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the elephant in the room

It’s easy to want to change something, then find out that most people are comfortable with the status quo, and just sit back and keep quiet in meetings. We don’t want to put our job in jeopardy by saying something offensive or stupid. And if we’re being honest here, we don’t want to hurt someone’s feelings.

But my challenge to you today that if we’re not willing to have difficult conversations and to be honest with each other, our churches will not grow.

If your staff is excited, alive, communicating, trusting and loving each other, then that will lead your church forward. I cannot imagine what God could continue to do through you as a team if you without question, trust and love each other.

There is great power in naming the awkward issues no one wants to talk about. We each think everyone knows what they are. But until we put words to them, change won’t happen.

Our real challenge is to decide which is more destructive – acknowledging the elephant & dealing with it or ignoring it and seeing the damage it does to your church.

Once we start naming elephants when the stakes are low, it gets easier and easier and then we’re ready to do that when the stakes are high.

Are there people on your teams that you need to have difficult conversations with? Staff members? Family members?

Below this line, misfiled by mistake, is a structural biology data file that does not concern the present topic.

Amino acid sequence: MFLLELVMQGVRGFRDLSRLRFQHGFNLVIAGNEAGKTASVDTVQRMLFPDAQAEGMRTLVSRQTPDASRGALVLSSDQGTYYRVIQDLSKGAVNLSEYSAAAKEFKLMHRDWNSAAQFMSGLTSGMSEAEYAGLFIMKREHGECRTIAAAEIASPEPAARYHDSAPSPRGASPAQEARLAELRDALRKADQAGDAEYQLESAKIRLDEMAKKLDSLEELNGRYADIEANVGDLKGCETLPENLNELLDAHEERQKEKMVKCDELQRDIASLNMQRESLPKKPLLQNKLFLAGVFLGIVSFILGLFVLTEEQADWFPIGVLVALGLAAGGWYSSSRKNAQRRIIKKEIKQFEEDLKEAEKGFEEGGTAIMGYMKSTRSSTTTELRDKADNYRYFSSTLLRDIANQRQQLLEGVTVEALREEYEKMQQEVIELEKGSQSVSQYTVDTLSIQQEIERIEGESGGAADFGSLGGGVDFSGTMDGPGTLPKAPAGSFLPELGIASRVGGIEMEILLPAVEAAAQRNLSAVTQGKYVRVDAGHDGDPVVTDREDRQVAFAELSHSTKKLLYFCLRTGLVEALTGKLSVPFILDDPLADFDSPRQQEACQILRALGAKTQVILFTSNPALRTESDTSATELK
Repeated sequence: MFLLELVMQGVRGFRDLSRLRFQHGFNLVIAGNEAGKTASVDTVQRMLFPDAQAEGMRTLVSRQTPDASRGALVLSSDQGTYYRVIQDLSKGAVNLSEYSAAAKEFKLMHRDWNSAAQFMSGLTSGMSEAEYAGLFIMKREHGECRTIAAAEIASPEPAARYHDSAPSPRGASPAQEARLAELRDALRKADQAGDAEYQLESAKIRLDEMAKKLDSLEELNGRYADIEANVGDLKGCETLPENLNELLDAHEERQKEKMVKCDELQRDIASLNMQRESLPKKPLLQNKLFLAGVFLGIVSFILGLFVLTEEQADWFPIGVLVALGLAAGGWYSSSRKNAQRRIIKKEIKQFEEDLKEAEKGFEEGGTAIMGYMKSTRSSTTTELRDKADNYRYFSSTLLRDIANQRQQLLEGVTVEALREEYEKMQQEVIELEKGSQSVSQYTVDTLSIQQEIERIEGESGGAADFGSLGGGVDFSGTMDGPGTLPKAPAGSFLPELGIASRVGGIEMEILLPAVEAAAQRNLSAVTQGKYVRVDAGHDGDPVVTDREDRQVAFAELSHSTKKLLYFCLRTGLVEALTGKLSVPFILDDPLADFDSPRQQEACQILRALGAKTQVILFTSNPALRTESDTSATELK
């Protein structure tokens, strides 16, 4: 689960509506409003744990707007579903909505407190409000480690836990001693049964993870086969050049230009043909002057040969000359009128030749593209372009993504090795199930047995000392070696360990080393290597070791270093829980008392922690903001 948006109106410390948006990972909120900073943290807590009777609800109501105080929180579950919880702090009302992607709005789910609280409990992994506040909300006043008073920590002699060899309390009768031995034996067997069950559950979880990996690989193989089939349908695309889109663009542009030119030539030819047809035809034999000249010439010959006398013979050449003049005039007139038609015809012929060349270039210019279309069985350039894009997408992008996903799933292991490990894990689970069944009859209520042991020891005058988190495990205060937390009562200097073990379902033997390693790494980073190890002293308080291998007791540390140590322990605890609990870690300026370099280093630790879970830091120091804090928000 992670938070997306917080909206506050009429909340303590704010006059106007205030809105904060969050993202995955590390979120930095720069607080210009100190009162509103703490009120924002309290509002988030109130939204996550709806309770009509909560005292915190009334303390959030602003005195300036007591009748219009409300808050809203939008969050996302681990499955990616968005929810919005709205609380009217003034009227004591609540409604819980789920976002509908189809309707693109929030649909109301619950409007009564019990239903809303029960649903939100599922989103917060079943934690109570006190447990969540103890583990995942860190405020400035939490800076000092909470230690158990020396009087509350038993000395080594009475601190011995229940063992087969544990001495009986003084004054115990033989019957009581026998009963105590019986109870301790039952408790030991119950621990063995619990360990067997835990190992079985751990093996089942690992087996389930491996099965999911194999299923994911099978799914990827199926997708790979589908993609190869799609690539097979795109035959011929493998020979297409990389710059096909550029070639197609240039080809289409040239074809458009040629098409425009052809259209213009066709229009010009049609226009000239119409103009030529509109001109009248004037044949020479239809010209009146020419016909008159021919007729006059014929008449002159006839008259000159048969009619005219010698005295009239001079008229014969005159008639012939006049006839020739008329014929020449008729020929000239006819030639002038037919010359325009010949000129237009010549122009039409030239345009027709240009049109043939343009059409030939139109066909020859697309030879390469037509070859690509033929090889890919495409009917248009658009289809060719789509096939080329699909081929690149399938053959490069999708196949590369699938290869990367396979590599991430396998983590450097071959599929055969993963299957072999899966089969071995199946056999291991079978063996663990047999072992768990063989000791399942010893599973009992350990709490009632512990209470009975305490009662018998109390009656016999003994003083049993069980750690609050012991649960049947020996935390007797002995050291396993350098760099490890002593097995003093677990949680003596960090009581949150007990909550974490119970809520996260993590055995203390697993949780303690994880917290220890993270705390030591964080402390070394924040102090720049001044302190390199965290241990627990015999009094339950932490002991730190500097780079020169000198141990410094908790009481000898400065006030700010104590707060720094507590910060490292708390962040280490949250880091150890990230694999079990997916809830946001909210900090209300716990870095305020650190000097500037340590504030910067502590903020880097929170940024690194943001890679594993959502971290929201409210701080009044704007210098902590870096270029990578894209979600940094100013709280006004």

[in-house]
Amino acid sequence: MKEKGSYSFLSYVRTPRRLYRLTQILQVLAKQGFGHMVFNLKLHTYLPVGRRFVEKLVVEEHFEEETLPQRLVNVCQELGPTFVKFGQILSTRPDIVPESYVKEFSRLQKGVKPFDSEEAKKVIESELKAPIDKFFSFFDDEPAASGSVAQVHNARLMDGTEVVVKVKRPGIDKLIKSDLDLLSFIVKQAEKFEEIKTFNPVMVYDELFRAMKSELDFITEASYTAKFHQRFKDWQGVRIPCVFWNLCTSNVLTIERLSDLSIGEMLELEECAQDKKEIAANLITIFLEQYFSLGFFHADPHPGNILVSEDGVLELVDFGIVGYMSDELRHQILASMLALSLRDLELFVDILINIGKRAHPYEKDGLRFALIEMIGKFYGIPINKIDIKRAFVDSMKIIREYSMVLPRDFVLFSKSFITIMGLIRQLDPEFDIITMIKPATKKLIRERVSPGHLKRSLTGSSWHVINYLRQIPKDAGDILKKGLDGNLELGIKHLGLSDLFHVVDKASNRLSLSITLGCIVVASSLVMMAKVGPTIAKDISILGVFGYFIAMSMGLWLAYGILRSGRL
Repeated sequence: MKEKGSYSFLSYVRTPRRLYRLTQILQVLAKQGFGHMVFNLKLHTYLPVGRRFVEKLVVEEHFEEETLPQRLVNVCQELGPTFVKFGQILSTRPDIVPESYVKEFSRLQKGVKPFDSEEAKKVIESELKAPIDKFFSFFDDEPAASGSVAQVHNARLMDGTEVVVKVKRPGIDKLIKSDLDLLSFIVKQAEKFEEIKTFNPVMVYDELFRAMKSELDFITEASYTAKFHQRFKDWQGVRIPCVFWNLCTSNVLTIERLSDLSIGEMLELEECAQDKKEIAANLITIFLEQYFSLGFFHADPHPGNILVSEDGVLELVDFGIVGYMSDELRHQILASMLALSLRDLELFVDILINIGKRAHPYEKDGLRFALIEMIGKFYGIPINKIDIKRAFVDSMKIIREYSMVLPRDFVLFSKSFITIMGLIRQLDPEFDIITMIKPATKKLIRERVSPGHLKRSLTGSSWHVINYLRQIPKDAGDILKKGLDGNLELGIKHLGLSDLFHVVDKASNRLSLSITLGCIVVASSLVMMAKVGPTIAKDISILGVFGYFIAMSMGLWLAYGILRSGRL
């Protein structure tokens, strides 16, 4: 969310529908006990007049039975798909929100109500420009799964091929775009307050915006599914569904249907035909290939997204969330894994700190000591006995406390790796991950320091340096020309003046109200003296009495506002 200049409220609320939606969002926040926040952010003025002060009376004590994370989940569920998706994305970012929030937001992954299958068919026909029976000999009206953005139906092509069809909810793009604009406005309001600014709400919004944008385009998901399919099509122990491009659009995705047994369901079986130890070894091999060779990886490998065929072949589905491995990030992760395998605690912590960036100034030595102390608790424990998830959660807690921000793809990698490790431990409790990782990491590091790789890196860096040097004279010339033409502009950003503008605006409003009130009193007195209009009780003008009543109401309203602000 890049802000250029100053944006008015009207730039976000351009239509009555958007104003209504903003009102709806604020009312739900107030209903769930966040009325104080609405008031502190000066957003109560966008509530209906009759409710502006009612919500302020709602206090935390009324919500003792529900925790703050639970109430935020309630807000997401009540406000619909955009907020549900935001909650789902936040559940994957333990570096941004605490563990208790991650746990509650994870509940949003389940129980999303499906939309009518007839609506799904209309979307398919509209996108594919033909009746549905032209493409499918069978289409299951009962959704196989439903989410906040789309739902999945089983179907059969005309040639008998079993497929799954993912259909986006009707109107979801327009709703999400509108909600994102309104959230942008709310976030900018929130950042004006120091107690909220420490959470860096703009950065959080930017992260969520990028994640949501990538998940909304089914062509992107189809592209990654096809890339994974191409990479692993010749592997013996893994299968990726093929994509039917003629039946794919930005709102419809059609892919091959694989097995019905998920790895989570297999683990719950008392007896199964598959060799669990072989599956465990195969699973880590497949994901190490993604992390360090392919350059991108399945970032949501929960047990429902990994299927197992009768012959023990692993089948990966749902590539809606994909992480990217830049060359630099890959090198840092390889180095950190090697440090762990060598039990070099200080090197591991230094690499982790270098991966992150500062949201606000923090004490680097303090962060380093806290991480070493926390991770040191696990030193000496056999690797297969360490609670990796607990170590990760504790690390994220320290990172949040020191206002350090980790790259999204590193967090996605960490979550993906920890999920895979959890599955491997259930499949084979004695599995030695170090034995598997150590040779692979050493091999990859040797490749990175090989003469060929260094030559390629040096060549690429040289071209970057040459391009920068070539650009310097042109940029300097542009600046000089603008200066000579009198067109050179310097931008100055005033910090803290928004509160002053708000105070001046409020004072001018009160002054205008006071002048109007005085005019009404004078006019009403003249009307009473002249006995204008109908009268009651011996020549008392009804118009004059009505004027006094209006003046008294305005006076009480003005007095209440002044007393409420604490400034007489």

Controversy can be the beginning of seeing something in a new way.


Often people become passive and choose not to do anything rather than risk making a mistake.


Next Steps:

  • Question assumptions of the team
  • Understand multiple versions of reality exist
  • Pay attention to your gut as an important clue that something may be wrong
  • Challenge the status quo and welcome challenge from others
  • Recognize that a leader has the power to direct others beyond their intention & wields it wisely
  • Create a climate of trust and dialogue
  • Take risks
  • Continually strive to be honest – it’s an ongoing exercise, not a stable state
  • Be open to opposing points of view
  • Show genuine appreciation for honest feedback
  • Be patient with people who don’t immediately understand; their confusion may hold clues to the team’s learning
  • Work so that people don’t need a great deal of caution & tact when they talk to you

Comments

Shawn said…
Jenny-
Good post, and how true it is. Are you going to expand your thoughts on the next steps? I think each of those could be good individual posts.Thanks for sharing your thoughts

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